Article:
My son Reed bought an old house in Oxford, badly in need of repair. So one fine June morning we found ourselves perched on the peak of the roof, dismantling the crumbly old chimney to down to below roof line and inserting a metal sleeve liner. In the process, we uncovered the remains of several generations of chimney swift nests, and looking out across town from our high vantage we observed a veritable forest of old chimneys in various stages of decay, while the swifts swooped and careened about them. From their perspective, there were certainly a lot more hollow chimneys in town than hollow trees. We were apparently not the first to have this specific vantage point, because we also found the remains of two other chimneys buried in the house walls, abandoned as fuel technology changed from wood to coal to oil to gas, and the soft brick slowly changed back to mud.
While we perched up there with the birds, carefully pulling out the rotten bricks a piece at a time, I considered the evolution of chimneys and the little birds so closely associated with them as to bear their name. Long ago, most homes simply had a smokehole in the roof, whether a Celtic peasant’s wattle-and-daub hut or a Hopi Hogan. This made for smoky living, although after existing in a cloud of woodsmoke all winter, the mosquitoes probably didn’t bother you in summer. A frozen fossil Eskimo woman was found to have a severe case of black lung at age 30. Somewhere around the 7th century, Europeans began enclosing their indoor hearths to direct the smoke to the hole in the roof. These were pleated from green sticks and heavily plastered with mud; construction that any robin would recognize. A chimney fire back then, often meant that the chimney was actually on fire, and it had to be torn down quickly before it spread into the roof and walls. Europeans brought this ancient technology to their “New World” and it so closely matched the construction practices of Chaetura pelagica that these birds promptly adapted their nesting behavior to this new substrate. Or maybe they were forced to, in a Darwinian sense, because their hollow trees soon thereafter vanished from the landscape, many of them going up the chimney.
But technology and fuels continued to evolve. Modern understanding of combustion and draft has consistently shown that the old chimneys are simply too big, allowing currents of cold air to circulate down while the flue gas goes up. In our time, chimneys have become small-diameter metal tubes poking through the roof. Some modern efficient gas furnaces today have no chimney, with warm exhaust gasses simply being blown out through a little plastic pipe in the wall, like a clothes dryer vent. Depending upon what we choose to subsidize, or not subsidize, our household energy future will be some mix of natural gas, nuclear or coal electric, solar, and wood; none of which provide habitat for the swifts. What is the future of a little bird, now quite dependent upon the relics of a half-century-old human technology and with no obvious prospects for a new domestic niche?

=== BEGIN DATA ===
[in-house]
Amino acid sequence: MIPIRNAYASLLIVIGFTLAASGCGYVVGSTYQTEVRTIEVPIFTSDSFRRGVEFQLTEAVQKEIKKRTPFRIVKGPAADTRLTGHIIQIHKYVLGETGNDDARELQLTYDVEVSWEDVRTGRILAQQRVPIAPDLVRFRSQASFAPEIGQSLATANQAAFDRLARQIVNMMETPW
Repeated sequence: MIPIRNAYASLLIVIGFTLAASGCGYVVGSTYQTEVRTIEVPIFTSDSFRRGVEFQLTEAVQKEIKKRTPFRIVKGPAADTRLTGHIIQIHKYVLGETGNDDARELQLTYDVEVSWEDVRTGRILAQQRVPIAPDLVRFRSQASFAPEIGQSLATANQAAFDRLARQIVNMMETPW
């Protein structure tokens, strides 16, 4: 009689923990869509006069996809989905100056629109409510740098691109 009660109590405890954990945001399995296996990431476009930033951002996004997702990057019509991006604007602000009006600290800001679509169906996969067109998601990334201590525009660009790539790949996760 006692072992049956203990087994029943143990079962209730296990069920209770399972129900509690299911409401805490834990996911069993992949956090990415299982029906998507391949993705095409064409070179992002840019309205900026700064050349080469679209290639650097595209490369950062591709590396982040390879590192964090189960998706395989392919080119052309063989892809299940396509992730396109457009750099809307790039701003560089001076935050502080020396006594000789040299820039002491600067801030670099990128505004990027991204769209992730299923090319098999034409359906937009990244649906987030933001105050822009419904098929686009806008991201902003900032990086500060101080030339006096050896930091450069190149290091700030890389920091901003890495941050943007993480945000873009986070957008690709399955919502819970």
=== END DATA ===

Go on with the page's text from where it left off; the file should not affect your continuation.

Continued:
One approach, by Paul and Georgean Kyle is to simply build free-standing structures in the yard that are shaped like chimneys. Their books detail how to build them, demonstrate that they work, and reveal an amazing love affair between them and the swifts.
But their constructions are apparently more elaborate than most homeowners are willing to build or invest in, as witnessed by the fact that there are so few of them around, decades after they were proven to be functional.
So I am proposing that we build fake chimneys, which are added to the roofs of houses, garages, and sheds. These could perhaps be lightweight plywood and sheet metal, and simply a more complex birdhouse. The big unknown, and limiting factor, is probably height. Real brick chimneys have a lot of depth and are solidly anchored and insulated by being enclosed by the house. A tall add-on plywood ersatz chimney is going to shake in the wind and maybe work itself loose over time. Difficult to anchor without putting screws, nails, or bolts into the roofing, which will eventually lead to leaks. Maybe attach one to an existing chimney? Maybe add one to a shed roof where a small occasional leak isn’t a really big deal? Or is modern flexible caulking adequate?
If you are interested in the concept, I suggest that you begin by reading the little books below. Sorry, I don’t have any hands-on experience and a prototype to share with this proposal: 1) Chimney Swifts, America’s Mysterious Birds above the Fireplace, 2) Chimney Swift Towers, New Habitat for America’s Mysterious Birds, A Construction Guide.
Note that the Kyles stress heat buildup as being a limiting factor in their towers. But that is in Texas. Here, we might be able to manage heat adequately with simple insulation, ventilation, and tracking early afternoon shade.
An earlier version of this appeared in WINGS, the former journal of the Johnson County Songbird Project. Reused with permission from Jim Walters. Photo taken by waltarrrrr on Flickr creative commons.